Date of Award

1989

Document Type

Dissertation

Degree Name

Doctor of Philosophy (PhD)

Department

History

First Advisor

Gaines M. Foster

Abstract

Throughout the history of the United States individuals and groups have used education as a means to improve their status in America--economically, politically, and socially. When slaves gained their freedom between 1862 and 1865, they, too, looked to education as a way to ameliorate the harmful effects of over two hundred years of slavery. In New Orleans freedmen and those free before the war viewed education almost as a panacea to the many problems within the black community. Black New Orleanians realized, of course, that the gains derived from education would take time to filter throughout the entire community. During the antebellum period New Orleans' free blacks had accumulated a certain degree of wealth and supported educational attainment for its members, and beginning in Reconstruction, led in the struggle for improved education for the entire black population. During Reconstruction blacks won inclusion into the public school system, and for several years many blacks attended desegregated schools. The end of Reconstruction, however, brought eventual disfranchisement and the triumph of a racial ideology that sought to impose on blacks the status of second class citizenship. This view found expression in the type of education whites thought blacks should receive. This study suggests that many blacks in New Orleans refused to accept the permanency of limited education or white supremacy. Devoid of political power, however, blacks used a strategy of petition and protest to school officials to gain educational improvements for the black community. Between 1900 and 1945 that strategy produced improvements, but by the end of World War II, black education still lagged behind the educational opportunities given whites. In 1948 black leaders abandoned the strategy of protest and petition and decided to use the federal courts to gain educational parity within a separate school system. Their goals shifted again in 1952, and they filed suit to end school desegregation in New Orleans. The legal assault to desegregate the schools was part of the larger black effort for racial equality.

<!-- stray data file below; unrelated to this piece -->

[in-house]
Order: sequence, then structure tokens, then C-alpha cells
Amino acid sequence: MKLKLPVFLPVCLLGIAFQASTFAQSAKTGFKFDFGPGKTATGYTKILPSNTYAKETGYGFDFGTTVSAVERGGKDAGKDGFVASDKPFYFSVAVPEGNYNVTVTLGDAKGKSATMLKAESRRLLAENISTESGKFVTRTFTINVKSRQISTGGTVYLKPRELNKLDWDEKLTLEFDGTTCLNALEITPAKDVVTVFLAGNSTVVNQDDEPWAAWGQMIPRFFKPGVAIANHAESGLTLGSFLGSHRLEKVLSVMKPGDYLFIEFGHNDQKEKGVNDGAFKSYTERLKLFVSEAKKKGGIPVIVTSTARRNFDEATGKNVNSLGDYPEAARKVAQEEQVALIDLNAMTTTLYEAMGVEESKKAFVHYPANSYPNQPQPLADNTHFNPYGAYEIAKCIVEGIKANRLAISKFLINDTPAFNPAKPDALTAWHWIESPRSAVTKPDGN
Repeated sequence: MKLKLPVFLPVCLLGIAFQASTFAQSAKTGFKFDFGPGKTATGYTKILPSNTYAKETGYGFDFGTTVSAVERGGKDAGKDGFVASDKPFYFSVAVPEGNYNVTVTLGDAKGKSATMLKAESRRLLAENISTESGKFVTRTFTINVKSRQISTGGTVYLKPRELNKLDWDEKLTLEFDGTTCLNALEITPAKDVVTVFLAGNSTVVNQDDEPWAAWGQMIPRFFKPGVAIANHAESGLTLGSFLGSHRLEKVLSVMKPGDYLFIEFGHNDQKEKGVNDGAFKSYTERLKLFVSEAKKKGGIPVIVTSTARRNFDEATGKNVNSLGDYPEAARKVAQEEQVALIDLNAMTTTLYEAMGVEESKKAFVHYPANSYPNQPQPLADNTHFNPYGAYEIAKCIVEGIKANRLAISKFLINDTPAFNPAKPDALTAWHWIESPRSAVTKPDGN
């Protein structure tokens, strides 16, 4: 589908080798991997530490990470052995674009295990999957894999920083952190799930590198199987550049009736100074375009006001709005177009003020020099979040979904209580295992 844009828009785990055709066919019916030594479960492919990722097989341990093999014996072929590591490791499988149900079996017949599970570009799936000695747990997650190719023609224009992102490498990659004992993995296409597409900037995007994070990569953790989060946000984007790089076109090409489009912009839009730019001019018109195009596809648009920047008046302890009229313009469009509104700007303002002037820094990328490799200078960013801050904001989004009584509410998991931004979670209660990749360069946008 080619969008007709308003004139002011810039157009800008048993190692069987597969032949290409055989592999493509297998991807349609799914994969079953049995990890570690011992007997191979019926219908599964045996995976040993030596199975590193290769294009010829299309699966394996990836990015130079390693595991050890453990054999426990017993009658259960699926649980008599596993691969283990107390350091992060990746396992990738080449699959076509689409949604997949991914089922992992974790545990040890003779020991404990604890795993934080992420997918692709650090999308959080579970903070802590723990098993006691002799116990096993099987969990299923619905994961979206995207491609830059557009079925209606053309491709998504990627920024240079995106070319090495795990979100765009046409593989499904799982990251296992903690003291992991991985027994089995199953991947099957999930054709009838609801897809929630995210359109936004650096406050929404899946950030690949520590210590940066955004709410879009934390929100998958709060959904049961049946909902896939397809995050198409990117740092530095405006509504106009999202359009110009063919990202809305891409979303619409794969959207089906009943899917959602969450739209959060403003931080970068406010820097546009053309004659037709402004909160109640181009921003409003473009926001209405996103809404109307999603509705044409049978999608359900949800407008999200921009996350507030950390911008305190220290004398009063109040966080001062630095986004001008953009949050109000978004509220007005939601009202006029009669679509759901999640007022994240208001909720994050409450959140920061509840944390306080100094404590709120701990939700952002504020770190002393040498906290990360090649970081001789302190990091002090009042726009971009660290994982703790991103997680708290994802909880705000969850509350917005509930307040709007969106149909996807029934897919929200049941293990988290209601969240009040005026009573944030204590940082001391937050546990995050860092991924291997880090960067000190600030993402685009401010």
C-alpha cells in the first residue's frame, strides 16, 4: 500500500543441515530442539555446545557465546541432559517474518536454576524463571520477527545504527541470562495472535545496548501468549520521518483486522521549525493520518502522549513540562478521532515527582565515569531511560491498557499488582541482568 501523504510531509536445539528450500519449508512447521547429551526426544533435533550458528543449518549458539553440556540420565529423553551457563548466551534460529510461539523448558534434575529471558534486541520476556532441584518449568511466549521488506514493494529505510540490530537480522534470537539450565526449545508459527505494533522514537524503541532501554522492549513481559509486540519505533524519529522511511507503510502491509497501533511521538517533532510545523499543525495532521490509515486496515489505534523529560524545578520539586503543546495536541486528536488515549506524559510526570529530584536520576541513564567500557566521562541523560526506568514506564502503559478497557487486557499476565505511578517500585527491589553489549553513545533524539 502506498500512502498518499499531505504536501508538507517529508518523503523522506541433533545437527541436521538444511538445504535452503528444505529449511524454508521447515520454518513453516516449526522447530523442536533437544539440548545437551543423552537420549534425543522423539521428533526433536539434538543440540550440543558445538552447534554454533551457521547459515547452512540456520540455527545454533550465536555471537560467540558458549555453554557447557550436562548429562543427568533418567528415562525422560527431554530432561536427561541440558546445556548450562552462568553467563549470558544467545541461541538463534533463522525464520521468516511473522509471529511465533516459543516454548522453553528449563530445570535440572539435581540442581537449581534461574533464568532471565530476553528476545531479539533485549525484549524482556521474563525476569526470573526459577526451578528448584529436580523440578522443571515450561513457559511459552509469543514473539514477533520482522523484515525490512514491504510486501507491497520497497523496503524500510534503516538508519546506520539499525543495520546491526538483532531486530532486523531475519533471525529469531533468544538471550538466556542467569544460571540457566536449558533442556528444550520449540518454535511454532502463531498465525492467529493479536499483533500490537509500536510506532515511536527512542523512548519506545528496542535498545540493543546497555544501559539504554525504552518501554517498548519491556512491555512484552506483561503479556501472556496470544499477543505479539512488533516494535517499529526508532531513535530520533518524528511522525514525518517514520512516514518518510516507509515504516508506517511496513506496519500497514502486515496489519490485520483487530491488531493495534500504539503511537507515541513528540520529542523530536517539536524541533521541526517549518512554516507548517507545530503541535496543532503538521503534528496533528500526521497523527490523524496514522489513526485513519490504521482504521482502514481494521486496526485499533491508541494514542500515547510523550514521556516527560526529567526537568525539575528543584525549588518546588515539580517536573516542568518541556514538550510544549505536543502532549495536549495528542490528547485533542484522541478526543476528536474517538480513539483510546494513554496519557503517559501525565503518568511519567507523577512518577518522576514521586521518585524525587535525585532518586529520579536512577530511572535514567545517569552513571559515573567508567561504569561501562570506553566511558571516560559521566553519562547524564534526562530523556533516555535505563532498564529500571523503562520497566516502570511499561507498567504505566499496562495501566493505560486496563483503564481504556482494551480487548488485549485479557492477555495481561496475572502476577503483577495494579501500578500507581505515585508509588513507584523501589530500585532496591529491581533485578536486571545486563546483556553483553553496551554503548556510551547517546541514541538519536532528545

Pages

304

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